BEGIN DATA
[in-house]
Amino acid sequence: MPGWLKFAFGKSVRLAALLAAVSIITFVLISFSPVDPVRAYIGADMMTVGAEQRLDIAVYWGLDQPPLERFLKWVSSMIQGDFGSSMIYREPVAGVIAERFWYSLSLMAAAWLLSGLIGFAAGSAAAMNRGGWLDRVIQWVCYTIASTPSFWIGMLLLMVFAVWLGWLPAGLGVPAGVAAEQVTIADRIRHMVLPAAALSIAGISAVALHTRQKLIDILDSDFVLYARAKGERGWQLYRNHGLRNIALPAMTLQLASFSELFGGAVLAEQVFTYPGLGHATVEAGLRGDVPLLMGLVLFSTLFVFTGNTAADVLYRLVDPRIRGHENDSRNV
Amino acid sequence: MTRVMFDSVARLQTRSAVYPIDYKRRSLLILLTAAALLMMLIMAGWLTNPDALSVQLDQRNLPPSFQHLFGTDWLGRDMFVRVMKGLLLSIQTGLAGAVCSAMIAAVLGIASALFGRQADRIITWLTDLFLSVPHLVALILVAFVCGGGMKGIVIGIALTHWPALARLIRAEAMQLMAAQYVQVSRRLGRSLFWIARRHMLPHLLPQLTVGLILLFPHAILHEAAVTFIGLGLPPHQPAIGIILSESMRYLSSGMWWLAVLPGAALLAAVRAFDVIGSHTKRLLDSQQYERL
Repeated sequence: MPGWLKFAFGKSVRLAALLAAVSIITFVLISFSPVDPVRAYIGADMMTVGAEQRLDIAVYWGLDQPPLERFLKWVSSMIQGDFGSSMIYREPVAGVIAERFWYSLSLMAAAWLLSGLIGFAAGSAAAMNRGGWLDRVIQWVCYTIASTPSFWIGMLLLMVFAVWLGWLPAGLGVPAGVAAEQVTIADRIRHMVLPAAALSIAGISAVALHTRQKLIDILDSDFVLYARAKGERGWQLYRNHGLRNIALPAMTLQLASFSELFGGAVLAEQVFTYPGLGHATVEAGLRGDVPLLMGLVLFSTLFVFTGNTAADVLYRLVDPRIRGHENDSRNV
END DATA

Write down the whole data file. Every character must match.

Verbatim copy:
[in-house]
Amino acid sequence: MPGWLKFAFGKSVRLAALLAAVSIITFVLISFSPVDPVRAYIGADMMTVGAEQRLDIAVYWGLDQPPLERFLKWVSSMIQGDFGSSMIYREPVAGVIAERFWYSLSLMAAAWLLSGLIGFAAGSAAAMNRGGWLDRVIQWVCYTIASTPSFWIGMLLLMVFAVWLGWLPAGLGVPAGVAAEQVTIADRIRHMVLPAAALSIAGISAVALHTRQKLIDILDSDFVLYARAKGERGWQLYRNHGLRNIALPAMTLQLASFSELFGGAVLAEQVFTYPGLGHATVEAGLRGDVPLLMGLVLFSTLFVFTGNTAADVLYRLVDPRIRGHENDSRNV
Amino acid sequence: MTRVMFDSVARLQTRSAVYPIDYKRRSLLILLTAAALLMMLIMAGWLTNPDALSVQLDQRNLPPSFQHLFGTDWLGRDMFVRVMKGLLLSIQTGLAGAVCSAMIAAVLGIASALFGRQADRIITWLTDLFLSVPHLVALILVAFVCGGGMKGIVIGIALTHWPALARLIRAEAMQLMAAQYVQVSRRLGRSLFWIARRHMLPHLLPQLTVGLILLFPHAILHEAAVTFIGLGLPPHQPAIGIILSESMRYLSSGMWWLAVLPGAALLAAVRAFDVIGSHTKRLLDSQQYERL
Repeated sequence: MPGWLKFAFGKSVRLAALLAAVSIITFVLISFSPVDPVRAYIGADMMTVGAEQRLDIAVYWGLDQPPLERFLKWVSSMIQGDFGSSMIYREPVAGVIAERFWYSLSLMAAAWLLSGLIGFAAGSAAAMNRGGWLDRVIQWVCYTIASTPSFWIGMLLLMVFAVWLGWLPAGLGVPAGVAAEQVTIADRIRHMVLPAAALSIAGISAVALHTRQKLIDILDSDFVLYARAKGERGWQLYRNHGLRNIALPAMTLQLASFSELFGGAVLAEQVFTYPGLGHATVEAGLRGDVPLLMGLVLFSTLFVFTGNTAADVLYRLVDPRIRGHENDSRNV